Jokealong: HEAR NO EVIL…
February 15, 2013 § Leave a comment
Since people are continually stumbling onto The Oldest Jokes in the World in search of actual jokes, not just abstract theories about them, every other week we have a joke-along post. I’ll search through the site’s stats for a specific joke people have been searching for, comb the internet for the best existing examples, and try come up with one of my own. And then you all can add your own in the comments, so the next time someone comes searching, they won’t leave disappointed.
This week, we’re lifting our hands from our eyes in search of “Hear No Evil” Jokes.
In a post I wrote almost a year ago about our sense of humor as a sense, I included a photo of Gene Wilder and Richard Pryor from their classic 1989 comedy, See No Evil, Hear No Evil–and searches for “hear no evil jokes” have been pilling up ever since.
Unfortunately, the jokes themselves weren’t as plentiful, with this proving to be quite a difficult jokealong. It was pleasant enough at first, as I spent an hour poking around youtube clips of the movie, reliving all my favorite gags but failing to find any real reference to the three monkeys besides its jokey title. (Since the bits in the movie are so much funnier than the on-topic jokes I found, I’d be remiss if didn’t break the rules and include at least one.)
Once I got down to business, though, nine out of ten search results were the same list of “witty” one-liners (often tagged as witty one-liners for women or, strangely, work) that has been posted prolifically across the internet. The one line in question is: “Hear no evil, see no evil, date no evil.”
I hoped there was better stuff out there, but half of the result remaining on each page were for these very lame Hear No Evil Anti-Nagging Earplugs for Men.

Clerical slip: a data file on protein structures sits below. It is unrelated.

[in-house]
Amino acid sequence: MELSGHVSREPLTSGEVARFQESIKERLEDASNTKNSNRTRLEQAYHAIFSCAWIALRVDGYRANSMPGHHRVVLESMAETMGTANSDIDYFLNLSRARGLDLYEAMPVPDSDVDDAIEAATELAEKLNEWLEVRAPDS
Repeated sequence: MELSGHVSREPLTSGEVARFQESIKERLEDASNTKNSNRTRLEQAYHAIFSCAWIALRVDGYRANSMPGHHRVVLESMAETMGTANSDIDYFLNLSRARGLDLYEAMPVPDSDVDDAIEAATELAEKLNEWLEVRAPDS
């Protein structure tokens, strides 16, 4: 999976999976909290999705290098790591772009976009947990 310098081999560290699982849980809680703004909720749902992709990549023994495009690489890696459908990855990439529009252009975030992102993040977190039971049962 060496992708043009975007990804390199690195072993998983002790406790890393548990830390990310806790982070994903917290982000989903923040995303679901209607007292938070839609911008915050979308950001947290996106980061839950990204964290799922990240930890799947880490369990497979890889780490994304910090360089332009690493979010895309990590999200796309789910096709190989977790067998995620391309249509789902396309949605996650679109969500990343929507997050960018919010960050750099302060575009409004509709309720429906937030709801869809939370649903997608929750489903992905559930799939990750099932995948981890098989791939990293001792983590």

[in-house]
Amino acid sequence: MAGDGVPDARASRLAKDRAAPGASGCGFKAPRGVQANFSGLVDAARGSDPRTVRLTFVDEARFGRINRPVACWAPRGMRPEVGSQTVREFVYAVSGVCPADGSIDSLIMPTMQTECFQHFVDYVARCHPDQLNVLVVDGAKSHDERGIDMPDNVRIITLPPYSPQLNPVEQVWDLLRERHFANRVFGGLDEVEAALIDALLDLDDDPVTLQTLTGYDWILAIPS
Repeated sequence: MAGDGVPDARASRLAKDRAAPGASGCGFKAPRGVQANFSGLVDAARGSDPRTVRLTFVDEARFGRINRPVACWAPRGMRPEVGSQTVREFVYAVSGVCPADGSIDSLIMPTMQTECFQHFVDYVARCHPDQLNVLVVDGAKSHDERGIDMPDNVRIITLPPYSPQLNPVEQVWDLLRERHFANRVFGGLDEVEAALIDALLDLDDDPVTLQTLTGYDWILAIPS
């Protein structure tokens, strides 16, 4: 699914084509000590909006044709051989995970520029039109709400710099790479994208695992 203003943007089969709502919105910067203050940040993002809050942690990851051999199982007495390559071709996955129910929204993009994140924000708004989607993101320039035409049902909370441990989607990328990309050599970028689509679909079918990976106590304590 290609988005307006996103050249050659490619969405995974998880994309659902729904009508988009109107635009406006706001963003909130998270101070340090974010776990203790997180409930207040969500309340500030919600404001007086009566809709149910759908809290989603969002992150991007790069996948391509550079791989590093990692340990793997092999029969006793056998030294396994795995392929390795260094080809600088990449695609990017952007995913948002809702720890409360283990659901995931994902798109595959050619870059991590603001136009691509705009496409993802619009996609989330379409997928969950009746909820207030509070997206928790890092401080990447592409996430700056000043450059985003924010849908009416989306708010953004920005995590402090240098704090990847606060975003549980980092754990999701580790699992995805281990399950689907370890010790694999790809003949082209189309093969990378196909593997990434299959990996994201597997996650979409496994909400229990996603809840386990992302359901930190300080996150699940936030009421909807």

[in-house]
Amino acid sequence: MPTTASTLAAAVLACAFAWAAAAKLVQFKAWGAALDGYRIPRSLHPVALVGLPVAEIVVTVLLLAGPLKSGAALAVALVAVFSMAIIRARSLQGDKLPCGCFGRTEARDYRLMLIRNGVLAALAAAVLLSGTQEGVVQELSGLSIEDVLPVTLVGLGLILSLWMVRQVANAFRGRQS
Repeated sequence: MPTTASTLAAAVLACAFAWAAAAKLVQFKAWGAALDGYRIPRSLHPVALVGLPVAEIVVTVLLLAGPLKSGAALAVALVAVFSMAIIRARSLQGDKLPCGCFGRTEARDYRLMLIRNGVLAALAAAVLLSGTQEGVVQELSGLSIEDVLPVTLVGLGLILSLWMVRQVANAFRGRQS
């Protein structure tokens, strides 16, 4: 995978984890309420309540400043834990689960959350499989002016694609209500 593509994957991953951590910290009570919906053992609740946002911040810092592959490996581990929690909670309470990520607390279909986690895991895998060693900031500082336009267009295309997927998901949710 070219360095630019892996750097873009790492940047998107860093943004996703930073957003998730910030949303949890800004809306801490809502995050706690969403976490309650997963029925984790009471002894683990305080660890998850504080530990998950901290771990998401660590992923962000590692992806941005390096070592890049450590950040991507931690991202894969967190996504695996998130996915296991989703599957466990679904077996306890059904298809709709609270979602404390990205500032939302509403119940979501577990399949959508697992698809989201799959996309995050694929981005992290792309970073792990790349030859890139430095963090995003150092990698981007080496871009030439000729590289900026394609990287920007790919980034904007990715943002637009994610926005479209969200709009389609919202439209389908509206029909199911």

Part of the trouble with my research was that I’ve never really understood what the heck this strange maxim really meant, and I guess I’m not the only one who’s confused: Wikipedia’s article on The Three Wise Monkeys says that Buddhists use it as reminder not to dwell on negative thoughts while most Westerners use it “to refer to a lack of moral responsibility on the part of people who refuse to acknowledge impropriety, looking the other way or feigning ignorance.” In organized crime, it is often used to invoke a code of silence. Or, consider this sign aimed at participants in the Manhattan Project.
With that in mind, out of the few actual jokes I found, I decided to pick one that seemed to capture everything that is creepy, wrong, and irresponsible about these three self-involved monkeys. It’s from British Comedian Jimmy Carr; unfortunately, I couldn’t find a good clip online of him saying it, so if you’re not familiar with his dry delivery, check him out here to get his voice in your head. Anyways, the joke is short and simple: See no evil, hear no evil, speak no evil. Rohypnol(TM).
Inspired by the organized crime connections, I wrote this bootlegging vignette as my contribution: